Typing is esports, and my arms are very sore

Typing is esports, and my arms are very sore

Honestly, for a long time, I thought I was a pretty skilled typist. I love typing games. I usually beat all my friends in words-per-minute (WPM) tests. Usually, I’m the runaway champion. I credit this skill to always being an internet kid. I have been Too Online since I was a teenager. Now, typing is essentially my job.

On Tuesday morning, I noticed that registration for the Ultimate Typing Championship — a reboot of the 2010 tournament — had opened. I will never be an Overwatch or StarCraft 2 pro, but typing? Yeah, I figured this was my chance.

I was wrong.

It sounded easy to qualify: Participate in at least 50 typing races on TyprX, a WPM-typing site that has typists racing to type quotes of varying lengths. Typists have from Aug. 3-9 to make it into the top 25 leaderboard; only those finalists will make it through to the livestreamed event on Aug. 22. I am devastated to share with you that after 50 typing races — all of which I completed on Tuesday — I’m ranked 126th out of 200 typists. I am not even in the top half of typists on the site.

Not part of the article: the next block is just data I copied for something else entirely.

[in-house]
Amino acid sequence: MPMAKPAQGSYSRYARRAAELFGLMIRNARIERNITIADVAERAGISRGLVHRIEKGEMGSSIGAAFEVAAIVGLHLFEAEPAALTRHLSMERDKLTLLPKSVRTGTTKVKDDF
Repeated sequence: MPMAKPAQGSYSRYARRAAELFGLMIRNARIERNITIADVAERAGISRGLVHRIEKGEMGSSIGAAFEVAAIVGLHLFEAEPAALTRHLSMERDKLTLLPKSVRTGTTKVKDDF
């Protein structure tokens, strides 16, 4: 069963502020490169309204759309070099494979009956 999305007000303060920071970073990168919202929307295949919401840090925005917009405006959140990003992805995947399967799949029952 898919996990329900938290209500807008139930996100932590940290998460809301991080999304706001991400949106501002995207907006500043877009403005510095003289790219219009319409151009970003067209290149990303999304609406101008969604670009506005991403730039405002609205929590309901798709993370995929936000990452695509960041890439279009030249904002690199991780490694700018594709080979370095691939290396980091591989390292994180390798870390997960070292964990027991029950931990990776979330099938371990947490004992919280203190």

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Typing games are having a moment

My arms are very tired and sore. It was probably not in my best interest to complete 52 typing tests in a span of a few hours. However, there are a few days left in the Ultimate Typing Championship qualifiers. There is room for improvement — only the top 30 races count toward the average speed that determines who’s made it into the top 25. I doubt I will make it into the top 25, but I would like to rank in the top 100. I could settle for that.

On Tuesday, I learned something important: I am not, actually, a very good typist. My friends, really, are just very bad. (Or, perhaps, it’s my keyboard’s fault? There’s a lot of travel!!)

The Ultimate Typing Championship will be livestreamed on Twitch on Aug. 22. All 25 participants will get a Das keyboard, but the top prize is $5,000.

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